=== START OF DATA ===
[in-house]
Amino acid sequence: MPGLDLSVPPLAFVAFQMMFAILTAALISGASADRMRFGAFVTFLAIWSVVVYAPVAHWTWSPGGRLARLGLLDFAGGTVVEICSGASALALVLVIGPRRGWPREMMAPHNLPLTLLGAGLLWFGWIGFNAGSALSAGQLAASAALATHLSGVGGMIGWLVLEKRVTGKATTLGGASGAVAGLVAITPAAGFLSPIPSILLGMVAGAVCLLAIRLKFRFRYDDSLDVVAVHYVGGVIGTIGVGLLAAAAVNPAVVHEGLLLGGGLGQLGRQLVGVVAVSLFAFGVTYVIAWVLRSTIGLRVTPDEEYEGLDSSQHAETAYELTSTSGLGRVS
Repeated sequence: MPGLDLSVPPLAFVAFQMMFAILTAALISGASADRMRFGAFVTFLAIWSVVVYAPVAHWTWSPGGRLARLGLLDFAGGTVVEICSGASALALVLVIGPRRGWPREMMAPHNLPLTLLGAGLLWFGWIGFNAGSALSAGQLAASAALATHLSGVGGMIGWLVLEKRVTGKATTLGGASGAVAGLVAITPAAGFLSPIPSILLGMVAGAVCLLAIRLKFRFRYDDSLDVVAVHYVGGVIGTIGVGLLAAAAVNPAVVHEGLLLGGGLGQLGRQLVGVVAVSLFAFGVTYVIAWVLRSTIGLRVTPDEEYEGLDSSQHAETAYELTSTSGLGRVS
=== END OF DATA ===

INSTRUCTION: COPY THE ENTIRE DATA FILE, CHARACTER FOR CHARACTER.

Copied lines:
[in-house]
Amino acid sequence: MPGLDLSVPPLAFVAFQMMFAILTAALISGASADRMRFGAFVTFLAIWSVVVYAPVAHWTWSPGGRLARLGLLDFAGGTVVEICSGASALALVLVIGPRRGWPREMMAPHNLPLTLLGAGLLWFGWIGFNAGSALSAGQLAASAALATHLSGVGGMIGWLVLEKRVTGKATTLGGASGAVAGLVAITPAAGFLSPIPSILLGMVAGAVCLLAIRLKFRFRYDDSLDVVAVHYVGGVIGTIGVGLLAAAAVNPAVVHEGLLLGGGLGQLGRQLVGVVAVSLFAFGVTYVIAWVLRSTIGLRVTPDEEYEGLDSSQHAETAYELTSTSGLGRVS
Repeated sequence: MPGLDLSVPPLAFVAFQMMFAILTAALISGASADRMRFGAFVTFLAIWSVVVYAPVAHWTWSPGGRLARLGLLDFAGGTVVEICSGASALALVLVIGPRRGWPREMMAPHNLPLTLLGAGLLWFGWIGFNAGSALSAGQLAASAALATHLSGVGGMIGWLVLEKRVTGKATTLGGASGAVAGLVAITPAAGFLSPIPSILLGMVAGAVCLLAIRLKFRFRYDDSLDVVAVHYVGGVIGTIGVGLLAAAAVNPAVVHEGLLLGGGLGQLGRQLVGVVAVSLFAFGVTYVIAWVLRSTIGLRVTPDEEYEGLDSSQHAETAYELTSTSGLGRVS